East Asian Country Coordinator at Macquarie University, owner of Planet Education,
Mrthe chief executive officer at Australian Pacific College said the policy change was “really fantastic”. The Australian Council of International Students said it was “incredibly pleased” with the decision, as it had directly contributed to the government’s talks.
“The government’s effort to ensure that international students are involved in conversations about their situation by allowing them to bring their lived experiences to meetings like this [sic] continue to facilitate a unified relationship between Australia’s high quality education providers and international students,” the group wrote on LinkedIn.
Independent Higher Education Australia also welcomed the changes, with chief executive Peter Hendy saying it would “help rebuild Australia’s international education sector and alleviate skills shortages”.
“Many Nigerian students are already in these fields”
Sandhi Pitaka, International Student Recruitment Specialist, said Indonesian students would consider this decision “amazing news”.
“In my opinion, this will encourage more students, especially Indonesian students, to consider continuing their studies in Australia,” Pitaka said.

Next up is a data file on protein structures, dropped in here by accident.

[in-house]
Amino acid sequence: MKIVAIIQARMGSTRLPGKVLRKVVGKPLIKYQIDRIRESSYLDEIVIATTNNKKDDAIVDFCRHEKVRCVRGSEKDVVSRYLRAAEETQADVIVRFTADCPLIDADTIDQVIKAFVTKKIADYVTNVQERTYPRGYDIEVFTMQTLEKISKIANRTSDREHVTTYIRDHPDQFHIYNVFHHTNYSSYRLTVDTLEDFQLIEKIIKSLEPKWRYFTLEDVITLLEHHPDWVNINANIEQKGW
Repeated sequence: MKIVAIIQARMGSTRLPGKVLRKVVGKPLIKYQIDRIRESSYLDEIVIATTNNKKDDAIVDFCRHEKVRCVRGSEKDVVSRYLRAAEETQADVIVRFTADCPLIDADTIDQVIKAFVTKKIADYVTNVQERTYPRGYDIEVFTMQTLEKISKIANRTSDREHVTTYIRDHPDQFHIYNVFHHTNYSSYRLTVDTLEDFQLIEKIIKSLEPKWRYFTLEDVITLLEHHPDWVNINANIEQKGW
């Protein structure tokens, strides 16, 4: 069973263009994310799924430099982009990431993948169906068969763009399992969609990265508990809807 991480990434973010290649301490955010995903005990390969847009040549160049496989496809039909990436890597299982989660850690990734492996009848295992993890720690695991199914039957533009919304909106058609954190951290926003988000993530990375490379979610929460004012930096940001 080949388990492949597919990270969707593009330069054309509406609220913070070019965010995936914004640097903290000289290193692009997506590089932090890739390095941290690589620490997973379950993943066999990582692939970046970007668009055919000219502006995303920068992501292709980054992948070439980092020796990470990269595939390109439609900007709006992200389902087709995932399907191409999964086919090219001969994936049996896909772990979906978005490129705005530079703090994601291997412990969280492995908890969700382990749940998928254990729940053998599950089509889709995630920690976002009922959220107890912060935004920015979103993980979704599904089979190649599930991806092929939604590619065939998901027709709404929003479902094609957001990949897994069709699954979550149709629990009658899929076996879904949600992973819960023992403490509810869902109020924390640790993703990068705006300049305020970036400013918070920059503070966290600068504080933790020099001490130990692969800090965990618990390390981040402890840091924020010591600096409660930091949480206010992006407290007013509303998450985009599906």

“However, as I am also responsible for promoting other destinations, I also need to inform students as well as my partner education agencies that other destinations such as Canada and the UK offer similar benefits.”
Emmanuel George, country manager of AECC Nigeria, told The PIE that the list of courses – which includes programs in health, technology, education and construction – would “definitely attract students” from Nigeria.
“Many Nigerian students are already in these fields and this would encourage them to pursue advanced certification which would surely lead to career advancement,” he said.
Consultancy firm StudyMove has calculated that around 45% of international entrants are eligible for majors. The Ministry of Education is set to release a specific list of eligible programs linked to course codes before the policy goes into effect in July.
Outside Australia, Vivienne Stern, chief executive of University UK, said the decision was “an explicit response to British and Canadian success in attracting international students”.
“Meanwhile, our government is seriously considering restricting Grad travel. Stupid,” Stern he wrote on Twitter.
Experts from the sector also commented on the decision to increase the number of hours that foreign students can work.
Phil Honeywood, chief executive of the International Education Association of Australia, told the AFR the working hours limit “strikes the balance between the need to encourage international students to choose Australia over increasingly competitive countries”.
“The challenge now is how to effectively invite students to come to Australia for up to ten years, include degree and post-degree work and do it on their own time. The challenge is to ensure that we have transparent migration pathways to permanent residence,” he said.